TAKE IT TO THE TOP

TAKE IT TO THE TOP

The Baltimore House 43 King William Street

By Maya Amoah

The transcendent dreaminess of TOPS is still wafting in the air, weeks after the band graced the city with their lovely presence at Baltimore House in the beginning of March. TOPS makes the kind of music that tends to have that effect on people. It’s the kind that eagerly awaits for your arrival from a long day. Exasperated, you dim the lights, put on their record and ease into a comfy chair, allowing the sweet melodies into your eardrums and the day’s trials to evaporate into irrelevance. It’s the kind of music that can easily be the theme to accidentally falling in love at a bar and captures the magic of innocence as a young adult; dancing in the street alone and just simply being.

Graphic by Maya Amoah

Graphic by Maya Amoah

Originally from Montreal, TOPS first got together in 2011 after the disbandment of synth-pop band Silly Kissers, a group that included 3 of the members and was also under Canadian label Arbutus Records. TOPS started gaining positive attention and reviews after releasing debut album Tender Opposites in 2012, succesfully titled 8th best album of the year by music blog Gorilla vs Bear. In 2014, TOPS released their second record Picture You Staring and any ambivalence of the band’s incredible potential was immediately silenced.

So indubitably, their sold out show at Baltimore House was one for the books. With killer opening acts Aron D’Alesio, Tasseomancy and Hamilton’s own electrifying New Hands to set the mood, you couldn’t help but catch the contagious positive energies like a common cold. TOPS begins their set and suddenly something comes over you and you’re already in a trance. Jesus Christ, they’re even better live.

TOPS. Photo by Natalie Wesselius

TOPS. Photo by Natalie Wesselius

The band rides through the waves of Picture you Staring, each member flawlessly grooving their poppier, upbeat tracks like “Change of Heart” and “Superstition Future,” then Jane Penny timidly begs the crowd to answer, “Is that the way you want to be loveddddd?” Riley Fleck slows his pace on the drums and a tinge of melancholy is heard in Jane’s sugary voice for the softer, sleepier tunes. I catch my breath and steal a glance at the audience beside me. Were they also feeling this? The magical sounds of “All the People Sleep” had reverberated through the crowd and they too were infected by this mysterious aura, eyes transfixed on Jane’s alluring freckled complexion as she played the keyboard, everyone simultaneously dancing to whatever made sense.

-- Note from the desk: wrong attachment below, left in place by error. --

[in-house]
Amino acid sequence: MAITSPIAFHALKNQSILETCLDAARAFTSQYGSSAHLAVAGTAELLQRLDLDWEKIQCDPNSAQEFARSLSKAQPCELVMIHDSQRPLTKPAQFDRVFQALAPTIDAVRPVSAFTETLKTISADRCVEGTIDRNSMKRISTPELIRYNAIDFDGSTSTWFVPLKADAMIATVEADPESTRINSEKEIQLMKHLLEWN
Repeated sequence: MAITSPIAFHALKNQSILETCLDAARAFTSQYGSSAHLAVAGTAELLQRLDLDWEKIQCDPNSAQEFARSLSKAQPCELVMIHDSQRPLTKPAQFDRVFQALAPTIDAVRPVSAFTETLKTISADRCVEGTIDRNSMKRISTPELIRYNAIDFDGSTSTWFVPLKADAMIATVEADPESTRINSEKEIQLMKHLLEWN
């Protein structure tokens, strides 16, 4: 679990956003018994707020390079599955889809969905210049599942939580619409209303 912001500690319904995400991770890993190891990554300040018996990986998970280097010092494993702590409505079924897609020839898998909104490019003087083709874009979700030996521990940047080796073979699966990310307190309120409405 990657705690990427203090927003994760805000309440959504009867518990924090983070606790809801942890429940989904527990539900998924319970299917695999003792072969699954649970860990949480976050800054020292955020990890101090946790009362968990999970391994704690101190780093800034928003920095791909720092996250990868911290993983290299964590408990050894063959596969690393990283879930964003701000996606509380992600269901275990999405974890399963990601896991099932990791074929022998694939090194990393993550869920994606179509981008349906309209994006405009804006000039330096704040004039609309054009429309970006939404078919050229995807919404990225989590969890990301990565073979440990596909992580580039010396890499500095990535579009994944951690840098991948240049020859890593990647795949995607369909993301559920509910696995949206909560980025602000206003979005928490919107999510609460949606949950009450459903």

TOPS. Photo by Natalie Wesselius

TOPS. Photo by Natalie Wesselius

As the show came to a close, the crowd snapped back into the reality and blahs of life, the evening now a dazzling, photographic memory. Jane was also as sweet as her voice, thanking those who thanked her as she doodled little hearts around her autographs. I said the show was lovely and she said the sparkles on my face were. She wanted to check out the city the next day and we made plans to hang out, my heart beating fast as I took down her number. Sadly they ended up stuck getting their tour van checked so we weren’t able to chill (ugh), but hey I had two rad new posters and a signed vinyl so it was still a pretty sweet deal. With the trademark vibes they possess and an undeniable art to their rhythm, it’s pretty obvious TOPS has good things ahead for them, really good things. If you’re one of the unfortunate few that missed out on their Hamilton appearance, don’t cry yet – in June they’ll be back in Toronto to kick off summer’s sunny days at Bestival.

Read Kristin’s account of New Hands’ set in the following post.

TOPS. Photo by Kristin Archer.

TOPS. Photo by Kristin Archer.